The starter at Providence Golf Club informs golfers which placement the flag will be for the day. Just before chipping on to the green, golfers can check the car to get an idea about how the green is shaped and how much space on the green there is for the ball to roll to the hole.
Other golf courses may not be as sophisticated in their pin placement. Some golf courses don't have starters and the club pro or person at the cash register when ringing up your green fees will tell you.
Some golf courses only use the color of the flag to indicate pin placement. Again, the golf cart, or the score card will tell the golfer what the color of flag means. Not all golf courses change their flag color or provide a map. Then it is up to the golfer to estimate based on experience (and sometimes a sneak and peek drive ahead) to determine where the hole is.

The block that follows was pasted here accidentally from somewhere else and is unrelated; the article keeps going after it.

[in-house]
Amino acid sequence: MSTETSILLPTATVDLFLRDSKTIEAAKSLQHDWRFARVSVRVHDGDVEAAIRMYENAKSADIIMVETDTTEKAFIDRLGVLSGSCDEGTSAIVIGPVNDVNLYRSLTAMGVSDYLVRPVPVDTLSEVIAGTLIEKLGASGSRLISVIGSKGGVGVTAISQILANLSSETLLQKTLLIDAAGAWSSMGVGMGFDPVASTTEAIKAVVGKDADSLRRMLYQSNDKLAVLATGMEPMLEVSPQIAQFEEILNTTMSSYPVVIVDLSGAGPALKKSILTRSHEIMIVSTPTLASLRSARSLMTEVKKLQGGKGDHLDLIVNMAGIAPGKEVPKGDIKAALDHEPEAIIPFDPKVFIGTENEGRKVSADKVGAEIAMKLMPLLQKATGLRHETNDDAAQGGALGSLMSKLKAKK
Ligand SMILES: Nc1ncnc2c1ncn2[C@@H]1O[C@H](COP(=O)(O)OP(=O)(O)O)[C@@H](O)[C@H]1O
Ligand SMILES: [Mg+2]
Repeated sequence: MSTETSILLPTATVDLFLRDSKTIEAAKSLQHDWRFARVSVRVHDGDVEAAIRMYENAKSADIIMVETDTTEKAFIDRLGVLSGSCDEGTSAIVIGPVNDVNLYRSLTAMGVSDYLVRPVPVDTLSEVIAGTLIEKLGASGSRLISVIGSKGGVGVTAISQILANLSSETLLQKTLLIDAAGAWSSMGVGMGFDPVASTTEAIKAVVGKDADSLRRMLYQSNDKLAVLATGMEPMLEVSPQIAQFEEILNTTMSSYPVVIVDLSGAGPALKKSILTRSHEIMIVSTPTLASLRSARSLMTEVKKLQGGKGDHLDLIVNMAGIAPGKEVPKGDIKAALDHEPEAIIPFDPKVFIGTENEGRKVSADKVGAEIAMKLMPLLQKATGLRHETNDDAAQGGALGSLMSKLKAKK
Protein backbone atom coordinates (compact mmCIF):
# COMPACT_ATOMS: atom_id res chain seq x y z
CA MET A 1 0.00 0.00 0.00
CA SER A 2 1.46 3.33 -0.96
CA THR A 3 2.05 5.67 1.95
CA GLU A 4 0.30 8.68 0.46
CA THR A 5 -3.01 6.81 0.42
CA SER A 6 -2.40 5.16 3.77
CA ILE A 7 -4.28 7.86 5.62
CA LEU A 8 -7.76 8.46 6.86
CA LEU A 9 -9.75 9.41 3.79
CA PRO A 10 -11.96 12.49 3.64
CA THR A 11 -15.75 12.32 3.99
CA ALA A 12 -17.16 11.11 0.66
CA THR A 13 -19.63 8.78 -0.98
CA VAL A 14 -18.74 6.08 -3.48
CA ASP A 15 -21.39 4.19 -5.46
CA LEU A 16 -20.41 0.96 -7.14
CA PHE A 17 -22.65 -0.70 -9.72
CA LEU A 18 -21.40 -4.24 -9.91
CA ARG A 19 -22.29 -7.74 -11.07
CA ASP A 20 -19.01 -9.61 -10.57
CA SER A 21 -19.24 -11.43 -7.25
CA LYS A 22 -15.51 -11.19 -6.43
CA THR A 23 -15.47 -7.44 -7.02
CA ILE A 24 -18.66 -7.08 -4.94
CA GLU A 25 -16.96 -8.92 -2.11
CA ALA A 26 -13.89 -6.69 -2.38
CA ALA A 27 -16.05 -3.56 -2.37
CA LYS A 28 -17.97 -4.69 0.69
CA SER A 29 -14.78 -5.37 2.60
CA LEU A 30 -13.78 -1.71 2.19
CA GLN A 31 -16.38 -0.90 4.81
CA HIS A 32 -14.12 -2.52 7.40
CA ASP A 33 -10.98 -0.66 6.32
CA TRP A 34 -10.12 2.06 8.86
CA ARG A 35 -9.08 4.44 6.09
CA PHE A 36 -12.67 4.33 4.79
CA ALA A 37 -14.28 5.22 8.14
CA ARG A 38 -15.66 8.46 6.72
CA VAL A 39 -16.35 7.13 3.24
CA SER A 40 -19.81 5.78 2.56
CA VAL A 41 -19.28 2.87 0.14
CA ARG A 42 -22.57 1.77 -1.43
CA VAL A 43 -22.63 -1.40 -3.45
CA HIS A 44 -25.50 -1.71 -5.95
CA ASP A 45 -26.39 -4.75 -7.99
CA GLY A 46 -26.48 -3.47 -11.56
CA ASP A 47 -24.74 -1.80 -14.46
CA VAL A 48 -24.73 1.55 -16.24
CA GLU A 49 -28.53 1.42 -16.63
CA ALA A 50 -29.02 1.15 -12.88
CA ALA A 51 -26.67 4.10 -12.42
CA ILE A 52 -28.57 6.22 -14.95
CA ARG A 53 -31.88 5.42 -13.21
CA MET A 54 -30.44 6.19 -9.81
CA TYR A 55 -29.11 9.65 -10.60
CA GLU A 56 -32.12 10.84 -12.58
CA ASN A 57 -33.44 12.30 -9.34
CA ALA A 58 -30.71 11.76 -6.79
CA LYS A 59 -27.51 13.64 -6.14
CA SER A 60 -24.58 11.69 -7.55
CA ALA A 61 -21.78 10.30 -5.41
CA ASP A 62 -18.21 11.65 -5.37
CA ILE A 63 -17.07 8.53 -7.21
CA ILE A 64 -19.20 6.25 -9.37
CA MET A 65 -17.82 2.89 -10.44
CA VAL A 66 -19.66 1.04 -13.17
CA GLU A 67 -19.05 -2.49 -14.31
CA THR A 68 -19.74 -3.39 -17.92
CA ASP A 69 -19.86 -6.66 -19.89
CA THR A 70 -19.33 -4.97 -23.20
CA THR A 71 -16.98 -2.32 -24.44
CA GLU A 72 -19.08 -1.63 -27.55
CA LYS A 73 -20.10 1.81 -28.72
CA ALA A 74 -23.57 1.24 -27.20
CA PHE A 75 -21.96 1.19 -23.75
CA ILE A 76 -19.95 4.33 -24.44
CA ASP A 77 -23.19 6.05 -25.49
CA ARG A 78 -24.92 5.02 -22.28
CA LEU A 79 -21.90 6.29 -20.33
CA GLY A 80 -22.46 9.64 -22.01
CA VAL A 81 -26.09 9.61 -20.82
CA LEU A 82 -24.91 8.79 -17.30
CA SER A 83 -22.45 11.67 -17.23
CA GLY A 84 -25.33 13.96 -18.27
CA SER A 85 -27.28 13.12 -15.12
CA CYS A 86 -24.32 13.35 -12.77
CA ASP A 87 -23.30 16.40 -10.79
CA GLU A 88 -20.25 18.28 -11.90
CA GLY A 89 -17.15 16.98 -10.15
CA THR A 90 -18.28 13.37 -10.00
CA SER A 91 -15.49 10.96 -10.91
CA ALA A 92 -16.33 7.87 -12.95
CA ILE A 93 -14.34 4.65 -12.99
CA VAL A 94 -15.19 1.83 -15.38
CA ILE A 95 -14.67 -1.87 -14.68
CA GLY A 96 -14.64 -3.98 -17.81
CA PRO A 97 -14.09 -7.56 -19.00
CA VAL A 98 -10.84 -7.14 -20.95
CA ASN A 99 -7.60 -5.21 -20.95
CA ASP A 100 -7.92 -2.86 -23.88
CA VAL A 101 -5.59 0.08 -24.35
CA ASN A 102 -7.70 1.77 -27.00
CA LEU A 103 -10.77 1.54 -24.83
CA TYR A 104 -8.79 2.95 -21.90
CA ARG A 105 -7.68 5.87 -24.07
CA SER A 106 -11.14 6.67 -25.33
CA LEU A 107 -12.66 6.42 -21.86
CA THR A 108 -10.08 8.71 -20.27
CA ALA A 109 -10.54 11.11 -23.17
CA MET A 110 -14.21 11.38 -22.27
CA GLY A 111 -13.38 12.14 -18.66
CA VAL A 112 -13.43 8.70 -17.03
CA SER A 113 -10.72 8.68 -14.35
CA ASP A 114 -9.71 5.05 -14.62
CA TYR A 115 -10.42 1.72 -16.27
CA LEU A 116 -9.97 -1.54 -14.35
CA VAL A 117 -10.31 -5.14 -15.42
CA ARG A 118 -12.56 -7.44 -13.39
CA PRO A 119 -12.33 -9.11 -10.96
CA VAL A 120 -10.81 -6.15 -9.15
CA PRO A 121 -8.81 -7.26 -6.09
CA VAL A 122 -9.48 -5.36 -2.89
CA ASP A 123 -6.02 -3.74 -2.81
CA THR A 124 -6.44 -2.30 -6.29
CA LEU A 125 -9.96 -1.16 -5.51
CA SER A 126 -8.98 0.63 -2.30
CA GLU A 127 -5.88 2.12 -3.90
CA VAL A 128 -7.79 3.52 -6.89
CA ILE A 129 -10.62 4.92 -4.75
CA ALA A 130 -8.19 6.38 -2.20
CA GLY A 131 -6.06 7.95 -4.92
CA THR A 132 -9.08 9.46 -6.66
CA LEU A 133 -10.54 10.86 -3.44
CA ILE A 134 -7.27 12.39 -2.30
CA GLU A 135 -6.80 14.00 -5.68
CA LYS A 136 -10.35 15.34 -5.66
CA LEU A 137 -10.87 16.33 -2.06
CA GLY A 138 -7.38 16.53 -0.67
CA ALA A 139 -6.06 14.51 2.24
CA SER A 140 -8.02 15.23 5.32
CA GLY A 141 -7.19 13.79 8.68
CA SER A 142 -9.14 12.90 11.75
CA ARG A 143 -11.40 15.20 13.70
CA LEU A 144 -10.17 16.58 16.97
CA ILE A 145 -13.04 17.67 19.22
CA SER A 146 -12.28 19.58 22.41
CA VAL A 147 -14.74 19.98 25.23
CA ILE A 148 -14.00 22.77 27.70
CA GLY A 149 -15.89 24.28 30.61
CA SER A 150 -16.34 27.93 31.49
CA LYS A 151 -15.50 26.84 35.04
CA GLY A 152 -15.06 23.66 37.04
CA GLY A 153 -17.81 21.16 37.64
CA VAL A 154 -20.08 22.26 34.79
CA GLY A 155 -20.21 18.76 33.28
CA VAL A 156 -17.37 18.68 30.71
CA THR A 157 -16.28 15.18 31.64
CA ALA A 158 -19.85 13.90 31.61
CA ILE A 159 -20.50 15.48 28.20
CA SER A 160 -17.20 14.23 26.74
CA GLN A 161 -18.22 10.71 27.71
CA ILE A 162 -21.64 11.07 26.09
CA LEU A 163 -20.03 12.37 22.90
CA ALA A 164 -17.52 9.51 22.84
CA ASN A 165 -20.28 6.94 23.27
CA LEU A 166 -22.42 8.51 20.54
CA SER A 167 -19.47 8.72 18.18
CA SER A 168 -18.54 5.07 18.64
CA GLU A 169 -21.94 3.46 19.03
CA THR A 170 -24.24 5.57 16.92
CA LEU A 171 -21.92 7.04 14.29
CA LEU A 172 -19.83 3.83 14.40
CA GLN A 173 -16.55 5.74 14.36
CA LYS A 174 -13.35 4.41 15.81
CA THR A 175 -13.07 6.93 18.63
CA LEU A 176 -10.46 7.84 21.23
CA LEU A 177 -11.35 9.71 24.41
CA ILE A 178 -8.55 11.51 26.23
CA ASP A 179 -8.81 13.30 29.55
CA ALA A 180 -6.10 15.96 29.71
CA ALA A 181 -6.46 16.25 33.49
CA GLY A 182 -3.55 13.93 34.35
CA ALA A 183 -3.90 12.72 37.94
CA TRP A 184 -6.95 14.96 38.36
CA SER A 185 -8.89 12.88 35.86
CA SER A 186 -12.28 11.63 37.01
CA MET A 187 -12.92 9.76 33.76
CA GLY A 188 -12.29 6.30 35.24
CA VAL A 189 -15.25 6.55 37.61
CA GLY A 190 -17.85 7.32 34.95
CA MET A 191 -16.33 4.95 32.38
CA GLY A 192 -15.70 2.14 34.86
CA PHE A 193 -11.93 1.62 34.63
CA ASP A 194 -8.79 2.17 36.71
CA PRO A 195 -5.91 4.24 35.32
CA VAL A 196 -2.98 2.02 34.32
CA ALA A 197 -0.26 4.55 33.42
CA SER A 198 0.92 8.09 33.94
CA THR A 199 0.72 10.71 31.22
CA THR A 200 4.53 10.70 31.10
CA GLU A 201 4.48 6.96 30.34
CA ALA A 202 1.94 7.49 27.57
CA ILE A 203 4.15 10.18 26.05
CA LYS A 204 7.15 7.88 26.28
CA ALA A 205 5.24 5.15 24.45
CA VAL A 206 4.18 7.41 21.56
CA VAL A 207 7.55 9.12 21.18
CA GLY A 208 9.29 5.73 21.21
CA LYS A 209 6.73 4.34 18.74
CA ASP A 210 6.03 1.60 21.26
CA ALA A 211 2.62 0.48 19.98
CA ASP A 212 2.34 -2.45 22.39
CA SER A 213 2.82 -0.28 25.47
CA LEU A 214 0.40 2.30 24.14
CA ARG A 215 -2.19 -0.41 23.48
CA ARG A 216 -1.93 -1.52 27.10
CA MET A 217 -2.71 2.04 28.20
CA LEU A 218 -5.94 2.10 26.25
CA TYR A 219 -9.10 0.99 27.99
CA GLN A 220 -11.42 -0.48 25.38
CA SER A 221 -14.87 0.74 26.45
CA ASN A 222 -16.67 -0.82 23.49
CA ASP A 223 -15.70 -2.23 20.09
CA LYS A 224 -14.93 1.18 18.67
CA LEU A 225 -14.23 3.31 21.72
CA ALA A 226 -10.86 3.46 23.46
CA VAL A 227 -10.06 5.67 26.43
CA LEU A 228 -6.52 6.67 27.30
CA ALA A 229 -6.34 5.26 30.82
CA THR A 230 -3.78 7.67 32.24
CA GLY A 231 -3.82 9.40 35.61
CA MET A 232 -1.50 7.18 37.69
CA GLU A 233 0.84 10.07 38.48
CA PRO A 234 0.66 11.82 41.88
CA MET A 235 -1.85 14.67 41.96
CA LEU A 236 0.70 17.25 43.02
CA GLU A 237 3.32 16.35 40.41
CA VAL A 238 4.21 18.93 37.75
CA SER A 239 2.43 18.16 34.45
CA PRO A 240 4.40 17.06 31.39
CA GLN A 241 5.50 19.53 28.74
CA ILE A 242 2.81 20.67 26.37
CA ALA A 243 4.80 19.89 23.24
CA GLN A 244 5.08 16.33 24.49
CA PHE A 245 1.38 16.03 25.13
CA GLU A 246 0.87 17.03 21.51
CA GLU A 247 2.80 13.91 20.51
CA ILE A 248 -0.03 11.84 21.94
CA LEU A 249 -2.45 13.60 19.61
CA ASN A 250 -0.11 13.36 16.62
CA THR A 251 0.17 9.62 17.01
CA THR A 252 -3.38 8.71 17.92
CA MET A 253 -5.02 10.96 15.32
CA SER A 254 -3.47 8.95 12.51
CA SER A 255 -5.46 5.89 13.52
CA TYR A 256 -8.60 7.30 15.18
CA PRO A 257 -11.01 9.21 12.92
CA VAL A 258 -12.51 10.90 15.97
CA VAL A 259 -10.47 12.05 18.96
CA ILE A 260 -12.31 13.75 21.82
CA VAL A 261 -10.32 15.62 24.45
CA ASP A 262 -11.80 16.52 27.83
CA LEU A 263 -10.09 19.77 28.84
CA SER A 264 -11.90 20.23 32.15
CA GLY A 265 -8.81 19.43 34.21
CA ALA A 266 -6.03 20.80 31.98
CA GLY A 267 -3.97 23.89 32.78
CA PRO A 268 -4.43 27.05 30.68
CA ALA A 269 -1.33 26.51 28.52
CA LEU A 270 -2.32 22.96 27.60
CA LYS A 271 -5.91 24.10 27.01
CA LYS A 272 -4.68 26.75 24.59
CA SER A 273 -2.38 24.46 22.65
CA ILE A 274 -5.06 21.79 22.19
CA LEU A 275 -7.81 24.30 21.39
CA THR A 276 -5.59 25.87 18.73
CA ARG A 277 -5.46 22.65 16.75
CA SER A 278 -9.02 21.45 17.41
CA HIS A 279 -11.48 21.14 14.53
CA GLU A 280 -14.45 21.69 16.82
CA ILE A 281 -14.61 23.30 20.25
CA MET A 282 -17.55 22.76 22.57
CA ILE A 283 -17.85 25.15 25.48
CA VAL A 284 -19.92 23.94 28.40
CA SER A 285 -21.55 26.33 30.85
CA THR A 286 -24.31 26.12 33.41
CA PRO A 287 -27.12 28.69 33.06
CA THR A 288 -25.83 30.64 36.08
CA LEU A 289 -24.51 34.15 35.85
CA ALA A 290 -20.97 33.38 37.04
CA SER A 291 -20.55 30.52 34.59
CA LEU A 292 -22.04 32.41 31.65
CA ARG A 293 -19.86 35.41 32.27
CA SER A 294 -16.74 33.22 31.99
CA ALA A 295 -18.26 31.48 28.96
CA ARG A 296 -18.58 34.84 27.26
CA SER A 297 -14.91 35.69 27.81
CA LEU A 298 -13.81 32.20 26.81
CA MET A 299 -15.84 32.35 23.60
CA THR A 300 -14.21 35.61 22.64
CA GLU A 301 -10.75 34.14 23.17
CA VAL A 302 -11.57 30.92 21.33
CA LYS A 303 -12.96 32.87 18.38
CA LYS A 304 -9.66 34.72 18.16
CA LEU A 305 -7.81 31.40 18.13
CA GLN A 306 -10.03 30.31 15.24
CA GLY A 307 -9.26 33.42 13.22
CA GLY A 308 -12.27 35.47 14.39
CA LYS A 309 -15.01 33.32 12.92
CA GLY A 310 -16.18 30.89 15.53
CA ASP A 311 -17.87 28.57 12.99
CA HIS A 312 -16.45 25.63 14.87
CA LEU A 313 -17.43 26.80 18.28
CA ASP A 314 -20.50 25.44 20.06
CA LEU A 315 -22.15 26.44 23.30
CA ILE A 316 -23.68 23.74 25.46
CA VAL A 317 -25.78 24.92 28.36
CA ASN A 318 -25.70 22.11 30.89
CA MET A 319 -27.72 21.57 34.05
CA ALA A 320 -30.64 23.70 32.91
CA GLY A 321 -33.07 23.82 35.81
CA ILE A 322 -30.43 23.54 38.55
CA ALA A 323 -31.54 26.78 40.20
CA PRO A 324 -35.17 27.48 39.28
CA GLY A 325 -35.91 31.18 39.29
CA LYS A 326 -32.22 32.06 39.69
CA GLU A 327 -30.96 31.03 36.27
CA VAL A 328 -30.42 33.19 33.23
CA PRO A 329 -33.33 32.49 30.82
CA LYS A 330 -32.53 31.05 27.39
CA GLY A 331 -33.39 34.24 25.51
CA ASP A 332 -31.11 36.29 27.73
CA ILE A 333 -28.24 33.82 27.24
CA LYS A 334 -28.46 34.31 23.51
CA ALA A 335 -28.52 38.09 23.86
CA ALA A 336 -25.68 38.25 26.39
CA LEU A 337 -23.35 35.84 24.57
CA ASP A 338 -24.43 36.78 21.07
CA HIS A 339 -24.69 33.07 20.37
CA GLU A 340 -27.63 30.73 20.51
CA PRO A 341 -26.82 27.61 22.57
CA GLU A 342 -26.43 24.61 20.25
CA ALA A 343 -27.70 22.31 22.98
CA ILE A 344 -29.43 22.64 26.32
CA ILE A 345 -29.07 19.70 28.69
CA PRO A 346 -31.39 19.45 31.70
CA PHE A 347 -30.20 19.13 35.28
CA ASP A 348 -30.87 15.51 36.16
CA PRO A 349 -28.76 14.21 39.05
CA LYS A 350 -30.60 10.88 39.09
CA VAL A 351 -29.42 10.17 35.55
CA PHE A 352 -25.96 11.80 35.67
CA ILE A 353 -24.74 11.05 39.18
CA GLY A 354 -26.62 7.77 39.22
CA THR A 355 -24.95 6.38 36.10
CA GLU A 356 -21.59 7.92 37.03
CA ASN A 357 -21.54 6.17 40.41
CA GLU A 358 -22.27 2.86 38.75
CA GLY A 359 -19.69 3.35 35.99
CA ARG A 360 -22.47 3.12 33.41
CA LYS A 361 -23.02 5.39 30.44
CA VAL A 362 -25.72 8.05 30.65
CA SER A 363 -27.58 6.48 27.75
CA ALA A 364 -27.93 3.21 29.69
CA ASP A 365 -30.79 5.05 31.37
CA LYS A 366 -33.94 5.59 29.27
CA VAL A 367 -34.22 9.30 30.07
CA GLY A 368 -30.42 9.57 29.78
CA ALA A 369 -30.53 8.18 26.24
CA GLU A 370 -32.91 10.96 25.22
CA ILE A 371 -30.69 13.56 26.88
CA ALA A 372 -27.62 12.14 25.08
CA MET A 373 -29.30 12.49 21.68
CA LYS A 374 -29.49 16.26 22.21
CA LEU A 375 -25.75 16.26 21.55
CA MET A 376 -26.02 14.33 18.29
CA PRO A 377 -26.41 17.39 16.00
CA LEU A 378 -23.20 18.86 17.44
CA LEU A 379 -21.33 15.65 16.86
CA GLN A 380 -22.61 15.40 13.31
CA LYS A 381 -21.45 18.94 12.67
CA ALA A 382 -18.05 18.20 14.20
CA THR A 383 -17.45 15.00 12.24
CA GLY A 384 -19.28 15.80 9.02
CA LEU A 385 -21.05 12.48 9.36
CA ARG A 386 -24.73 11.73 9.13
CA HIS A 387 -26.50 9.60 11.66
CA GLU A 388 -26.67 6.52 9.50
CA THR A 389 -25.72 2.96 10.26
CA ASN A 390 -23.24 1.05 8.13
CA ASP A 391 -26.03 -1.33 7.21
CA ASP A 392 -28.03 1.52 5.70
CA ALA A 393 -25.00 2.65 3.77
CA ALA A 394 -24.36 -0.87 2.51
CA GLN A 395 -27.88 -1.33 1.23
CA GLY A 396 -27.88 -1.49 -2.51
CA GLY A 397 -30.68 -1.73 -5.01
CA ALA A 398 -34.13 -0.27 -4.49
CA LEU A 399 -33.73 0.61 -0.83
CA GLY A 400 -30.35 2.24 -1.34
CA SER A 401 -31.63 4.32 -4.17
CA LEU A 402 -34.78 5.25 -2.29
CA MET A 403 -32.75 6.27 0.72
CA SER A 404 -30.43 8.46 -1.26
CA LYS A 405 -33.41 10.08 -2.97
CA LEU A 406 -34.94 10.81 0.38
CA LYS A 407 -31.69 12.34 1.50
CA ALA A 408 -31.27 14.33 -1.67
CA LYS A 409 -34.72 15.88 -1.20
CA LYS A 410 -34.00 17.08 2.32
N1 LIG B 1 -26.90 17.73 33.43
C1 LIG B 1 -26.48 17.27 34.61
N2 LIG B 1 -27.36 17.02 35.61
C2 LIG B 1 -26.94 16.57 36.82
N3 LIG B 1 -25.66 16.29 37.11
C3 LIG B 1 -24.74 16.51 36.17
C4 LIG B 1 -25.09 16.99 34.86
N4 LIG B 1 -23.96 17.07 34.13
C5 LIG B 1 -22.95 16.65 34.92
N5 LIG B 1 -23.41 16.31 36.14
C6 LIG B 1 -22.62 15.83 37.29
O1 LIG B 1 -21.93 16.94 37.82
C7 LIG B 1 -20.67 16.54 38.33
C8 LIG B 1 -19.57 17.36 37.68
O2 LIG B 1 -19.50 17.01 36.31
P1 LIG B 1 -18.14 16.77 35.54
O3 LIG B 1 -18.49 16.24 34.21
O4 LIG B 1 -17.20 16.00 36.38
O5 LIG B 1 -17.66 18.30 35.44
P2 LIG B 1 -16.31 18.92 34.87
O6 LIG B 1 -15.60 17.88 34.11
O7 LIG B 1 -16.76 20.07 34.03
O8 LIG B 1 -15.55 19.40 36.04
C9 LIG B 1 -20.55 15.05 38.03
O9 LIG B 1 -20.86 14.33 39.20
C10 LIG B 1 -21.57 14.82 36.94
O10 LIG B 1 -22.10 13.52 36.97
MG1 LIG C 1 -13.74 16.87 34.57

Why is it important to know pin placement if you have a distance reader?
Pin placement maps show you how much space surrounds the flag. Depending on the space around the flag, you may choose to have a chip with more or less loft. Hazards will also affect the decision.